Budget 2018 should be about more than tax & the next election

03 May 2018 |

Australia’s leading business voice, the Australian Chamber of Commerce and Industry, says that employers will look beyond the headlines on tax when assessing next week’s Federal Budget.

“Tax cuts – including a more competitive tax rate for business and tax relief for income earners – are important to encourage investment and aspiration,”  Australian Chamber CEO, James Pearson, said.

“But the Budget is about managing the nation’s finances, not just paving the road to the next election.

“The budget must contain broader measures to make it easier to do business to ensure Australians have the jobs, living standards and opportunities to which they aspire over the long-term.”

On the back of the Australian Chamber’s pre-Budget submission (http://bit.ly/ACCI_prebudget), Mr Pearson highlighted three priorities for the Federal Budget to be handed down on Tuesday 8th May 2018:

  1. A wholesale review and reform of the tax and transfer system
  2. Incentives for business to invest and a lower burden of tax for both households and business
  3. Investment in infrastructure and skills

  1. A wholesale review and reform of the tax and transfer system

“The best pathway to budget repair that meets business needs and community expectations is through wholesale review and reform of the tax and transfer system,” Mr Pearson said.

“This means reforming how government collects tax and how much it collects.

“Changes need to be made to the way government spends tax monies, to ensure they are being used wisely and are not wasted.

“Modest and fair spending restraint can be achieved through genuine efforts to cut waste and ensure that government programs are fit for purpose.

“Business and households have a right to know that the money they pay in tax is being spent effectively and on programs that do what they are supposed to do, on time and within budget, to encourage business and support those in need.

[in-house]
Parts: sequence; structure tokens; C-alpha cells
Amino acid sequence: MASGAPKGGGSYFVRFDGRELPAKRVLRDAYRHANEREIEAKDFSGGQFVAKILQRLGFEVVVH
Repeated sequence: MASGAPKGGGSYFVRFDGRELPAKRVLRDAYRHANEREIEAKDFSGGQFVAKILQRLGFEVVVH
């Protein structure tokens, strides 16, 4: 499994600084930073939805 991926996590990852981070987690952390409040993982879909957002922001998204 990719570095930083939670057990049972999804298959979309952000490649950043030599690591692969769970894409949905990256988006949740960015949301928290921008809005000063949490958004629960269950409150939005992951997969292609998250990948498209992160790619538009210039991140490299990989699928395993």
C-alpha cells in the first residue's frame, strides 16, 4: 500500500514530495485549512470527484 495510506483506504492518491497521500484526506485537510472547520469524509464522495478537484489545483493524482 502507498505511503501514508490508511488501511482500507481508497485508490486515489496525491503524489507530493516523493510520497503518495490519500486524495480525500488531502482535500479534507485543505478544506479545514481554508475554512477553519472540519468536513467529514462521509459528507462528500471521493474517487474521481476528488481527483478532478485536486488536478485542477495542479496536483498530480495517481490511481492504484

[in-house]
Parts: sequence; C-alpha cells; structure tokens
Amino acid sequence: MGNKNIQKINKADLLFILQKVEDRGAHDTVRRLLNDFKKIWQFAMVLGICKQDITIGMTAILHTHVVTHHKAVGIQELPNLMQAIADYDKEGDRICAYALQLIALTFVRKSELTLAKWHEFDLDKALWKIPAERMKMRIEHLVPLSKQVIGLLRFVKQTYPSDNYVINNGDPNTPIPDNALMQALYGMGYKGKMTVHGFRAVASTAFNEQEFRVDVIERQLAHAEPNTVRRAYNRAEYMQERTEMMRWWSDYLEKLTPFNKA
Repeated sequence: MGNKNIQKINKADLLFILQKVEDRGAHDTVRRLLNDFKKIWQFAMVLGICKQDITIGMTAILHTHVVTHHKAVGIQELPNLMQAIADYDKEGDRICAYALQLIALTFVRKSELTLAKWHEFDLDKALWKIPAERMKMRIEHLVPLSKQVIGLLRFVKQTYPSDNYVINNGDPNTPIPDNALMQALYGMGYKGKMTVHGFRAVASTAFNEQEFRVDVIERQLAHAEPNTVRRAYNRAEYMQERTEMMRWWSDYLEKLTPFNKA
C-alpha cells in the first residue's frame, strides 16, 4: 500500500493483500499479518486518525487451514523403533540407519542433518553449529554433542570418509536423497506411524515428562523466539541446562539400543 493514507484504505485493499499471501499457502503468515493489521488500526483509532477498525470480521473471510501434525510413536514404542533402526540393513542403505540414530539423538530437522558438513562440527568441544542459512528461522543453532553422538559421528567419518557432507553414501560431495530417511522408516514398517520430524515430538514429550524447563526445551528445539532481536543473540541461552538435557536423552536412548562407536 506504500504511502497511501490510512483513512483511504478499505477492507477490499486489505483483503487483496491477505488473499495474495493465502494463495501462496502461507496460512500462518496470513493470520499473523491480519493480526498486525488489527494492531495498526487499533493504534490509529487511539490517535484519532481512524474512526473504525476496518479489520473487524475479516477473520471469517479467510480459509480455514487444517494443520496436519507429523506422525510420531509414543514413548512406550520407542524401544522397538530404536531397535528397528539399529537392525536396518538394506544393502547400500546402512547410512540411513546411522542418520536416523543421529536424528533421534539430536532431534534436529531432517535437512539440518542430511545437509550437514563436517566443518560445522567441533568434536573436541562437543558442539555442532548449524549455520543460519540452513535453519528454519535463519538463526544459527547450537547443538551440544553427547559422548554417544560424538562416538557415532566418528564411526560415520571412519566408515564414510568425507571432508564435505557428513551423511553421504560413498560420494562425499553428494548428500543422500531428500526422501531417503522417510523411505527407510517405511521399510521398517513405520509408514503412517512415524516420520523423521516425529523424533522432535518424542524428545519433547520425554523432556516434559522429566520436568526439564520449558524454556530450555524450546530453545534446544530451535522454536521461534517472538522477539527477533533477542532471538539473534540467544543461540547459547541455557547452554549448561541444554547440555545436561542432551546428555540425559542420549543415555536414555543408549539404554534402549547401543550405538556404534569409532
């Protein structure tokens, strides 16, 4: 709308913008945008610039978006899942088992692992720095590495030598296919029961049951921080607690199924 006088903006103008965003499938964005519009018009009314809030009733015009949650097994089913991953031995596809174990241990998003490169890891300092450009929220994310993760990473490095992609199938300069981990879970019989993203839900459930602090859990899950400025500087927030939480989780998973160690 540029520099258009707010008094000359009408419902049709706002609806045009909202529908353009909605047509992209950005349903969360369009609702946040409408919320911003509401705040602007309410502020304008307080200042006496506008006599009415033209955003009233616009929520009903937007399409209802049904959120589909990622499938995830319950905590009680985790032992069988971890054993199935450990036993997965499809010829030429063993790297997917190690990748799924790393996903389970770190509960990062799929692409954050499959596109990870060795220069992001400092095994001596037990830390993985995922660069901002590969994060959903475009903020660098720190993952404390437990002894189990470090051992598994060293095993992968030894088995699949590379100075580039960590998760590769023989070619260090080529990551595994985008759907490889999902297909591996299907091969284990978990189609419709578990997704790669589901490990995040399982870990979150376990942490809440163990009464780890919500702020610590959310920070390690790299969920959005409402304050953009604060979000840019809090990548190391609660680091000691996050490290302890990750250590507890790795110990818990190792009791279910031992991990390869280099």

“We want the government to establish ‘external efficiency boards’ to deliver independent oversight of the big bureaucracies and publish online and in detail, exactly where and how they spend people’s money.”

  1. Incentives for business to invest and a lower burden of tax for both households and business

These incentives include extending the instant asset write-down and offering tax relief for business and households.

“An instant asset write-down allows businesses to bring forward their tax deductions,” Mr Pearson said.

“It provides better cash flow – which frees up more money to be spent spend on investment assets and employees.

“The current scheme, which is valued by small businesses, needs to be extended, and the government should adopt the Opposition’s proposed enhancements to accelerated depreciation.

“The sound and fury of the debate over a phased introduction of business tax cuts over 10 years should not be allowed to obscure the fact that it will help Australian businesses, large and small, catch up with the pack in an increasingly competitive world.

“The government should stay the course.”

  1. Investment in infrastructure and skills

In addition to allowing more rapid access to capital for investment in employment, the Chamber calls on the government to guarantee the Skilling Australians Fund for apprenticeships.

“Businesses are nothing without skilled staff,” Mr Pearson said.

“However, a full year after the announcement of the Fund, we head into this Budget with not a single partnership agreement signed with any State or Territory to implement projects that will grow apprenticeship numbers.  To add to the uncertainty, the levy has not yet been legislated to start collecting money for the Fund, and there is no certainty about migration numbers to generate the cash needed to fund the projects.”

“The government has to be serious about infrastructure development that benefits people and their work,” Mr Pearson said.

“This means greater investment into more liveable cities, to attract and retain talented people and allow them to get to and from work and home more easily, but just as importantly this investment needs to connect the major capitals with regional centres to bring them closer.

“Living outside a capital city should not be a barrier to opportunity for business or work, and that means sorting out issues such as our broadband network too.”

Duncan Bremner

Director - Public Affairs and Advocacy

P  |  0448 822 666

E  |  [email protected]

Adam Carr

Director - Economics and Industry Policy

P  |  0428 679 412

E  |  [email protected]

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